Metroid will always be fondly remembered for its 2D renditions. From the original NES classic which began changing the notion of what a hero is, through the SNES gem that is still to this day talked about as one of the greatest games of all time, on to the surprisingly creepy Gameboy Advance game, and coming full circle with the remake of the NES classic. Metroid II: Return of Samus for the Gameboy was always the black sheep of the series, but Metroid: Samus Returns remakes it as a worthy entry of this family.
New to this version is a bit of backstory, which explains the situation that forces the Galactic Federation to hire Samus and send her to SR388 on a genocidal mission. Aside from that though, and to the relief of those who had to bear with Metroid: Other M, there’s no other story dialogue in the entire game. Every action is presented on screen, which shows just how MercurySteam have taken the originals and their story telling to heart.
Heading ever deeper underground, Samus Returns blends many of the elements that Metroid II: Return of Samus is known for and some new and original gameplay ideas designed purely for the remake. You still collect a plethora of upgrades, though these upgrades now feel mandatory given the grander scale of SR388 this time around. There are also the four Aeion powers, which are a brand new addition to the game.
The Aeion powers tie into my biggest gripe with Metroid: Samus Returns, and one that could easily be fixed. For a 2D Metroid game, limiting control of Samus to the Circle Pad is more irksome than one might think. The D-pad is restricted for use with the new Aeion powers and the options menu doesn’t give players the option to swap them over. This led to many instances where I lost the fine and precise control of Samus that a D-pad would offer, taking a nasty bump in the process. It’s far more annoying than it needs to be.
As for the powers themselves, they’re actually pretty great. The first you’ll discover is at times a godsend, letting you send out a pulse of the local area, highlighting the map at a cost of some of the Aeion bar, showing you the way forward and even briefly highlighting secret pathways. Metroid II: Return of Samus was riddled with hidden pathways and it wasn’t immediately obvious where to go, so having this is especially useful.
Speaking of godsends, the other Aeion powers are equally as useful and yet serve to augment Samus’ other abilities rather than overshadow them. Yes, the alternative fire mode unlocked later is immensely powerful, but it drains the Aeion bar quickly, meaning the other gear Samus picked up is still important, even if a couple of series staples are missing.
One new ability that will probably take quite a lot of getting used to is the Melee Counter. Many enemies will now try to charge into you, but with a correctly timed press of the button, they can be stunned and let you counter-attack. The timing of this deflection is very precise at times and taking a hit, particularly in the early-game, is not insignificant. I did grow accustomed to it in time, but it took longer than I would like to admit.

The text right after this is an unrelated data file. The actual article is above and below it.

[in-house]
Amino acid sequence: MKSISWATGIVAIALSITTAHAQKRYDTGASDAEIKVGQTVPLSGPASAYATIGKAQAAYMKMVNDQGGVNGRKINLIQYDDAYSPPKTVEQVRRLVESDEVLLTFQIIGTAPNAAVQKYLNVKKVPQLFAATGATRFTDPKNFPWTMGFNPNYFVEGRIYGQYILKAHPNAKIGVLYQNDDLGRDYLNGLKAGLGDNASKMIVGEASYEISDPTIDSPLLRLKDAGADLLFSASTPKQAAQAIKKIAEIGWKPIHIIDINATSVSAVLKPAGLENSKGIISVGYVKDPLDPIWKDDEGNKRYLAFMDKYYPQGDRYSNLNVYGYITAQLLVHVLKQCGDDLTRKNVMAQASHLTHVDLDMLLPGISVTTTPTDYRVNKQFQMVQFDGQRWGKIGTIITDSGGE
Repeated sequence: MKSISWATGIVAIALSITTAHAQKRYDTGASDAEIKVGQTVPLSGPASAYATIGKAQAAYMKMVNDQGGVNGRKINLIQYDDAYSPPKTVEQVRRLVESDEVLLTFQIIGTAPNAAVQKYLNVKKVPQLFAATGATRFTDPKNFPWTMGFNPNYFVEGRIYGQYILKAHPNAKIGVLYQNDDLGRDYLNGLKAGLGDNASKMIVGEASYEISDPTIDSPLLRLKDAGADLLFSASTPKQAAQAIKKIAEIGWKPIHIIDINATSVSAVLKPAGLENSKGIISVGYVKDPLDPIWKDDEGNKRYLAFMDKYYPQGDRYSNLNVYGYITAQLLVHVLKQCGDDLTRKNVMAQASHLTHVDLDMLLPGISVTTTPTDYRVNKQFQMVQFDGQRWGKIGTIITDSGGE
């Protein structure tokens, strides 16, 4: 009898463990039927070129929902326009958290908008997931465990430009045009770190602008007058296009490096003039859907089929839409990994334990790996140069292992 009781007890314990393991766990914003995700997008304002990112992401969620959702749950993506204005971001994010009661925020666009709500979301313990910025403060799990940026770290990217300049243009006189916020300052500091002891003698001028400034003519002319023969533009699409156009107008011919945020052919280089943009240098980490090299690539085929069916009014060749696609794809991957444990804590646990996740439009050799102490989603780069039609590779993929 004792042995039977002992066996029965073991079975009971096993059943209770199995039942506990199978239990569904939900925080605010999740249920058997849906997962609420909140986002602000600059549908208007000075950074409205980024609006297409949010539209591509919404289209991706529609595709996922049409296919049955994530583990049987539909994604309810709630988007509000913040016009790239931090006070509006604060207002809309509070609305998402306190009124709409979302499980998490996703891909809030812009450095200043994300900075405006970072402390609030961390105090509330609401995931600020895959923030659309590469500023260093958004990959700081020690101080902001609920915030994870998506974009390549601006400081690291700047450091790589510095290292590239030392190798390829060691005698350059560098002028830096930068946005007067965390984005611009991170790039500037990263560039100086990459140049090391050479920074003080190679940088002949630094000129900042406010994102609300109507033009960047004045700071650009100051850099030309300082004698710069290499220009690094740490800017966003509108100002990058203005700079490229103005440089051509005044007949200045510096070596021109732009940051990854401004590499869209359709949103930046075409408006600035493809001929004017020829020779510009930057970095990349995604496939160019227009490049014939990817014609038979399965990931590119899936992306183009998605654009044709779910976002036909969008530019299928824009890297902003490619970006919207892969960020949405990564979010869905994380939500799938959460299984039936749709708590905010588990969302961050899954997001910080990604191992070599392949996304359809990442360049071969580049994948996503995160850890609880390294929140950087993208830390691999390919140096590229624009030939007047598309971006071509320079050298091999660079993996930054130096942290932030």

Though the game takes place underground, it’s very colourful. In fact, each location now has a theme, though it isn’t as clearly defined as some of the later games in the series. Still, for converting a very basic 2D monochrome world into one with vivid and distinctive areas, filled with horrors trying to kill you, it’s an impressive feat. Equally impressive is how the original soundtrack is still there, but remixed into a more atmospheric piece to increase the tension a bit.
MecurySteam have however decided on using the same engine used for Castlevania: Lords of Shadow – Mirrors of Fate. It’s a 2.5D style that honestly didn’t look great in that title, but for Metroid: Samus Returns, the effort put into the characters and locations has been drastically ramped up. I’m honestly impressed that the game looks decent, but it’s still not quite there and lacks some character compared to the glorious 2D sprites.
One of the key characteristics of Metroid II: Return of Samus was that most, if not all of the bosses were variants on Metroids. This means that the only real difference would have been between the forms and the arenas they’re fought in. This is still largely true and once you’ve beaten the third new form of the Metroids once, you’ll know how to beat the rest of that type.
However, MercurySteam felt the need not only to revamp the optional boss battle found in the original game, but include an all-new threat. This reoccurring nuisance is nowhere near as dread inducing as SA-X was in Metroid Fusion, but it does lead to some of the most unique and tense encounters in the game. These new additions and more are welcome changes and make the game feel far more fleshed out.
My first run clocked in at just under ten hours, which will probably be shattered by some Metroid speed-runner, but it’s a decent indication that it’s quite a lengthy adventure. It never got too taxing, but was far from a cakewalk. With plenty of secrets to unlock, as well as tons of hidden areas to explore, getting 100% completion could be a daunting challenge. Some extras are hidden behind some rare amiibo, so that’s worth bearing in mind as well.
Metroid: Samus Returns shows why 2D Metroid is still top-tier. It’s far from the perfection that Super Metroid had, but this takes my least liked 2D Metroid game and reimagines it so completely that it almost beats the remake of the original Metroid in my estimations. If someone at Nintendo can add the ability to switch control schemes, it would make a huge difference. This is the return we’ve been waiting for, though I want Nintendo to develop the “Next Mission” in 2D for the Switch themselves.